Sweet and chewy macarons, the most decadent of French desserts, filled with rich Pistachio White Chocolate ganache. It’s a match made in heaven!
So, I planned to write this post last week, (it says that I last edited it 11/7/2018) but then Croatia beat England in World Cup semi finals and I just couldn’t write no mo’. Lol.
I was amazed with all the happiness that could be felt throughout the country. That positive energy filled each and every one of us with utter joy, excitement and pride. We felt that togetherness which was very much needed because it gave us HOPE. We stood united, helping each other, celebrating together, feeling nothing but happiness and pride. It was amazing, the boys were writing history and I can only be grateful that I got to be a part of that history. Finally, a story I can tell my future kids lol 😀
Okay, enough rambling 😀
Let’s talk MACARONS!
I remember making them for the very first time five years ago. Omg, FIVE YEARS – time really does fly by. Needless to say, they looked horrible, totally undermixed, they had no feet, with domed and cracked shells etc. But, in spite of all the se mistakes, we really enjoyed the flavour and I was proud.
Can you guess what was the outcome the second time I tried to make macarons? They were overmixed lol. They had nice feet and didn’t crack on the top (well, at least not all of them), but I consider that pure luck since the batter was way too thin and they spread too much.
Now, I really don’t know when they became almost perfect (and I say almost because I’m always questioning myself with these guys) or how many attempts I needed, but what I can tell you is that – PRACTICE MAKES PERFECT.
If I’m being honest, I gave up after a couple of tries because they were time consuming, never turned out right and making them did not make me happy. So, suffice it to say, I was scared and didn’t want to experience failure anymore – no one in their right mind wants to, right? I waited a couple of years, did my research and when I felt ready and not at all intimidated by them, I went for it! 🙂
Tips & Tricks on making Macarons:
- You probably heard this one a hundred times – you need AGED egg whites in order to make macarons. That basically means that you need TO PLAN making macarons a couple of days before and – ain’t nobody got time for that! Just use ROOM TEMPERATURE FRESH EGG WHITES and you’ll be fine. I don’t recommend using carton egg whites, though.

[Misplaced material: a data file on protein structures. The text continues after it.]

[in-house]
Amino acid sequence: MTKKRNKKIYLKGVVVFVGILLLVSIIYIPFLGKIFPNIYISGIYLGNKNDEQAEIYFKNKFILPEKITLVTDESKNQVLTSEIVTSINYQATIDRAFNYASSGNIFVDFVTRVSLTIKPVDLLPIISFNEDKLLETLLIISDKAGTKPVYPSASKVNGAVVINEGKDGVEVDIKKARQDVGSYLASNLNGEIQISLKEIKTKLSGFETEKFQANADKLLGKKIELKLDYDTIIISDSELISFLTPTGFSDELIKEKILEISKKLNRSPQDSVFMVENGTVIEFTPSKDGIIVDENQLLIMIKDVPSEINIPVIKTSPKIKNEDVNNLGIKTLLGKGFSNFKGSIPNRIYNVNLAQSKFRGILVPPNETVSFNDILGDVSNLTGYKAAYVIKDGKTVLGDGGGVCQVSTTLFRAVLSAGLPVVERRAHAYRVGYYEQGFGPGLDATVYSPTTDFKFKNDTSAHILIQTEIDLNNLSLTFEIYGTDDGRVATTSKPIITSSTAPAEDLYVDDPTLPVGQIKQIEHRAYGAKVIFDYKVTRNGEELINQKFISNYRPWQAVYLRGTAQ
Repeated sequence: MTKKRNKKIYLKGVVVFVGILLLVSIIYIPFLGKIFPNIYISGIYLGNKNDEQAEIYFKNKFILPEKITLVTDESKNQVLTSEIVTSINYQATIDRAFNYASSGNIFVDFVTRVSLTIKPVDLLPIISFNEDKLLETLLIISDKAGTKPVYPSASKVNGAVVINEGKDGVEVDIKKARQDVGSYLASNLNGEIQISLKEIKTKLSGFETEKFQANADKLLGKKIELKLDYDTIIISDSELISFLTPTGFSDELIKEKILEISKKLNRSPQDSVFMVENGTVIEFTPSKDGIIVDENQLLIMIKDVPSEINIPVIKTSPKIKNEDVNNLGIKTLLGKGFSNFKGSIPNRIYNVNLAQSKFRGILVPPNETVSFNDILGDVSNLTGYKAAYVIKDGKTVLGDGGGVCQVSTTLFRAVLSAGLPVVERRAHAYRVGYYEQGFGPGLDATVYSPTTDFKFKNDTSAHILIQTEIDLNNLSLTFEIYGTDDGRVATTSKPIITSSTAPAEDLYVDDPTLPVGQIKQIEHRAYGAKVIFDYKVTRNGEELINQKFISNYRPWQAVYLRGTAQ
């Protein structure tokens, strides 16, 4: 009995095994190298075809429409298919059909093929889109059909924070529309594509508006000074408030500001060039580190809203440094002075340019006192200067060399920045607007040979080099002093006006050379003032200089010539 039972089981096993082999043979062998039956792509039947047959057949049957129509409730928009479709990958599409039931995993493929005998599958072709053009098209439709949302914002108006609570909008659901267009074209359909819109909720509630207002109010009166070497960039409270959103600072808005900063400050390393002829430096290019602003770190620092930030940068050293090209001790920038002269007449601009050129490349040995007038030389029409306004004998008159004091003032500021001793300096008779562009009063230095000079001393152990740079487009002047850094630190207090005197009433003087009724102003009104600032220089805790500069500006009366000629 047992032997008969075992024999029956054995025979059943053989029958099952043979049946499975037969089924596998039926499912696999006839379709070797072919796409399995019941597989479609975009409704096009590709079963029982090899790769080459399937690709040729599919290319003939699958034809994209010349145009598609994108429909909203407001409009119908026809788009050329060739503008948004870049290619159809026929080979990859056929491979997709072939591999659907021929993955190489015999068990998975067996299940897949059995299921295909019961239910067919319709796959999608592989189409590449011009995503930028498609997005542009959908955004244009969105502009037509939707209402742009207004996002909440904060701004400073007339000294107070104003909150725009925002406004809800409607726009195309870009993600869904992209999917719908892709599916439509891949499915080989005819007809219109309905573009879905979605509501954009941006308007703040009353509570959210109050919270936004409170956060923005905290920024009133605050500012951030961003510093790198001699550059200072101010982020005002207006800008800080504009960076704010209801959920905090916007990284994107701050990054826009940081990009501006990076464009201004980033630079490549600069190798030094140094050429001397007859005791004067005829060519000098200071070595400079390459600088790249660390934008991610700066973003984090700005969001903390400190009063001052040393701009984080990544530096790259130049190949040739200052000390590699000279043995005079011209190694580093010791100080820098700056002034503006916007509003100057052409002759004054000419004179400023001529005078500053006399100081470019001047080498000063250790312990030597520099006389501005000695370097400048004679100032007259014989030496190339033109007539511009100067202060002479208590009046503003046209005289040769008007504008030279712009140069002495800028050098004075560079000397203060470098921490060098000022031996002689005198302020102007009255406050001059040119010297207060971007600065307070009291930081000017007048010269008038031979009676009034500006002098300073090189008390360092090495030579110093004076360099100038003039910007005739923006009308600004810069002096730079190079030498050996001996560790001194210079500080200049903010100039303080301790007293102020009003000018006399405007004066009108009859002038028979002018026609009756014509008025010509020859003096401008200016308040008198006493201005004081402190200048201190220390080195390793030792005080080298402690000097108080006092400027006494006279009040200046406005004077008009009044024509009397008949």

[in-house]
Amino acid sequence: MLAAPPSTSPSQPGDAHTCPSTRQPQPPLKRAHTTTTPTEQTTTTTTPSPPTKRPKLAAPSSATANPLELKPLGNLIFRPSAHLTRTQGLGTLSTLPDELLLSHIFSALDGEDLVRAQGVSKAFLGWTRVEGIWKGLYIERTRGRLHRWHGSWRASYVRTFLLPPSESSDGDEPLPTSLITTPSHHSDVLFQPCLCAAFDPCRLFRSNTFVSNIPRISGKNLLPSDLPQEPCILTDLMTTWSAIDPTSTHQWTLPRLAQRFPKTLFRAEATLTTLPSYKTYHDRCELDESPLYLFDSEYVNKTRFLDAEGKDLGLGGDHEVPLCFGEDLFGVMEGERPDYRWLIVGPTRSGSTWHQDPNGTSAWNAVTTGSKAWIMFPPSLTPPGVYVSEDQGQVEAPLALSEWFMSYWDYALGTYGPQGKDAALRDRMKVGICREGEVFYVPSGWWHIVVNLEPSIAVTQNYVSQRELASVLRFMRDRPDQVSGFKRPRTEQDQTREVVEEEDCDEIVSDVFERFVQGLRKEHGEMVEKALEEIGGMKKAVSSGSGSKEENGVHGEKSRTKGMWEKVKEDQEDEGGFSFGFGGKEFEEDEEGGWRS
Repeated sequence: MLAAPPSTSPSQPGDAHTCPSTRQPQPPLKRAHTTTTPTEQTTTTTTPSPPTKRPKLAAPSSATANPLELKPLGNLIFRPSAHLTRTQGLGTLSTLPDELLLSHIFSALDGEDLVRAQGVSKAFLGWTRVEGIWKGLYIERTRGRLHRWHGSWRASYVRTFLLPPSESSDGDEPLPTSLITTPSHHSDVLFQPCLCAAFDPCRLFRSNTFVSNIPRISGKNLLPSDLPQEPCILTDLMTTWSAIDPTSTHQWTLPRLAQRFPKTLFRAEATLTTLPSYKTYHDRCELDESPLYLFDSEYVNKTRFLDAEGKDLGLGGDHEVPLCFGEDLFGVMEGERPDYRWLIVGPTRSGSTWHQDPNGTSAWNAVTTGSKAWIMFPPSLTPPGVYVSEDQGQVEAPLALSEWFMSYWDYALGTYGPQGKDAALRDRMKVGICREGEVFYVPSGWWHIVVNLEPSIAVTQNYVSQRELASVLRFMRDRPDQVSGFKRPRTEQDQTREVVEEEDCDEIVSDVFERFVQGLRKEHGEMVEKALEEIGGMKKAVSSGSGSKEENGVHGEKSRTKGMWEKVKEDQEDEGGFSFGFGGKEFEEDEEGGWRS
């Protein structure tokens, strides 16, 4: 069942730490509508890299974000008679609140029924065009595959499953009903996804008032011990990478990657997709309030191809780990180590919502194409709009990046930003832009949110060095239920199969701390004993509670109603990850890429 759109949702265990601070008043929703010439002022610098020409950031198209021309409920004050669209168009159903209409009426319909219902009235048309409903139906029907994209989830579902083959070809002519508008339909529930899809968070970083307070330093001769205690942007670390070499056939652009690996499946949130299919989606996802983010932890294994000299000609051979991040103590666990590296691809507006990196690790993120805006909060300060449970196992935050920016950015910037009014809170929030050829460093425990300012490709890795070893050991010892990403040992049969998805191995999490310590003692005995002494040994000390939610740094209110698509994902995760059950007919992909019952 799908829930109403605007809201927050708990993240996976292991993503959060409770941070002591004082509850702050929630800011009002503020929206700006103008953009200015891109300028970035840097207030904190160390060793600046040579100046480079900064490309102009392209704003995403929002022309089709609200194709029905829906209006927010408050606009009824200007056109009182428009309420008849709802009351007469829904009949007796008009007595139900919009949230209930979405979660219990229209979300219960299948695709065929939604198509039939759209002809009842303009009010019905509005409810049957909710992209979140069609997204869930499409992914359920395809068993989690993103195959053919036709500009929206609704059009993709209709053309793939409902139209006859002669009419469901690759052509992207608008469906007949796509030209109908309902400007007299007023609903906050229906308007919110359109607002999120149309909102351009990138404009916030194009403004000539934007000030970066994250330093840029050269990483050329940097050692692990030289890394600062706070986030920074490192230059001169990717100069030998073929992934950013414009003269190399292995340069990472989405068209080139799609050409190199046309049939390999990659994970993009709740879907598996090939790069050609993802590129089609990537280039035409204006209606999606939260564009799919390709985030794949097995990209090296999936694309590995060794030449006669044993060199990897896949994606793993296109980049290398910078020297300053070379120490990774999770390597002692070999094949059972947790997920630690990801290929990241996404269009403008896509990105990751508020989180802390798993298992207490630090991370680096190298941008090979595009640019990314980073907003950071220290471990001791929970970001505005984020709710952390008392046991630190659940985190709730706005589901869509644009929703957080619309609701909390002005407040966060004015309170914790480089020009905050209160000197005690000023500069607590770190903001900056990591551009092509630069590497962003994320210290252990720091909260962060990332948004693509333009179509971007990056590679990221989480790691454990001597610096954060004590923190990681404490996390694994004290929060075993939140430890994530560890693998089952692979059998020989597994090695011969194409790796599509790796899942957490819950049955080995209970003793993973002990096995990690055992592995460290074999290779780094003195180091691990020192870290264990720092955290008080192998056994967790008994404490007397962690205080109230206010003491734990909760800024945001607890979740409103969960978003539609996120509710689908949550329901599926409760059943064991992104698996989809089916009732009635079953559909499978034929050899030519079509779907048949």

- Meringue is an essential part of a macaron. There are 3 meringue making methods with which you can make these delicious cookies.
a) French meringue – or basic meringue. You whip up the egg whites until stiff peaks and then add spoonful by spoonful of caster sugar (superfine granulated sugar), very gradually, until the mixture is glossy, stiff and you can’t feel any sugar grains. You can check that out by rubbing a little between your fingers.
b) Swiss Meringue – is made by heating egg whites and sugar in a heatproof bowl over a bain marie, that is, a pan of simmering water, until all the sugar is dissolved. Then you whisk the mixture until it comes to room temperature and has stiff and glossy peaks.
c) Italian Meringue – is made using a sugar syrup. I, personally, found the best results using Italian method, but that can be a problem if you don’t have a sugar thermometer. The key is to bring the sugar syrup (sugar with a little bit of water) to 118°C and then in a very slow and steady motion, add it to stiff peak egg whites while the mixer is still going. This method produces the most stable meringue.
- Don’t overmix your meringue. That can likely happen when making French meringue, Italian meringue is forgiving because of the sugar syrup. If your meringue is “too dry” that will result in cracked shells.
- Make sure your bowls and mixer attachment are GREASE FREE. I always wipe everything using a little bit of white vinegar and some paper towels.